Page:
The history of dental implants

The history of dental implants is believed to begin as far back as the 7th century. In the 1930's dental implants (in their original form – made of sea shell) were found in Mayan burial archeological sites placed in a young woman's jaw bone.

Today, the latest and most advanced technology makes it possible to have teeth in your mouth that look like they have been there since you lost your baby teeth, even though they are really replacements.

This is thanks to the discovery by a Swedish professor of orthopedics named Branemark who found that titanium (a very strong and non-corrosive metal) attaches itself to bone when it is implanted in it. During one of his experiments he embedded a titanium device into rabbits' leg bones to study bone healing. After a few months he tried to remove these expensive devices and when he couldn't he noticed that bone had attached itself to the metal.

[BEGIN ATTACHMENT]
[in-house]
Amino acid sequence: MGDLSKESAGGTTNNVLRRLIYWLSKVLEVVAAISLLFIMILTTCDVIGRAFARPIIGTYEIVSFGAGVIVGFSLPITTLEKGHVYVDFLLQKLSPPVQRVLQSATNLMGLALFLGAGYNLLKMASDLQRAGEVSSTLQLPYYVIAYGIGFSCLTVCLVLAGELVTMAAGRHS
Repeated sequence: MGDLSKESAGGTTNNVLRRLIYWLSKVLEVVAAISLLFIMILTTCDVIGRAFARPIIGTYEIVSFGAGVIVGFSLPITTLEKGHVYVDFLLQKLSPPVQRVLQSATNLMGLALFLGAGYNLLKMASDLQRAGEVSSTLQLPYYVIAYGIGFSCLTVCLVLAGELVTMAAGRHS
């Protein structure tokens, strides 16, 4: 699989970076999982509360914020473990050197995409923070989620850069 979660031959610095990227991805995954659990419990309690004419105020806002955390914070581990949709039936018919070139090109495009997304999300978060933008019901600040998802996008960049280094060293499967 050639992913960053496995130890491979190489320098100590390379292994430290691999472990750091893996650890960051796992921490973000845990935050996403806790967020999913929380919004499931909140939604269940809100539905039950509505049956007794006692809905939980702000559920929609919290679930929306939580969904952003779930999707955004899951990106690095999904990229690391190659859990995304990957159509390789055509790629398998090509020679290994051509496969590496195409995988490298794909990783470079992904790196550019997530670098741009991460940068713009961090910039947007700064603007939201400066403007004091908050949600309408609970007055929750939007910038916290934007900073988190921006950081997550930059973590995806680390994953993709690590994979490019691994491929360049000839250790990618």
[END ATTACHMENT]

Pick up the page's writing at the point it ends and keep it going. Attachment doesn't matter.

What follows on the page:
He eventually decided that the mouth was far more practical than leg experiments as it was easier to watch the progress and there were more toothless people than people with serious joint problems. He called the attachment of the titanium to the bone as ‘osseointegration’ and in 1965 he used the first titanium dental implant into a human volunteer.

Over the next few years he published a lot of research on the use of titanium dental implants and in 1978 he commercialized for the development and marketing of his titanium dental implants and today over 7 million implants under his brand name have been placed. Needless to say there are other dental implant companies that have used his patent.

Looking at the technology involved and the high success rates of dental implants now days, you find it hard to believe that the history of dental implants goes back only 40 years.

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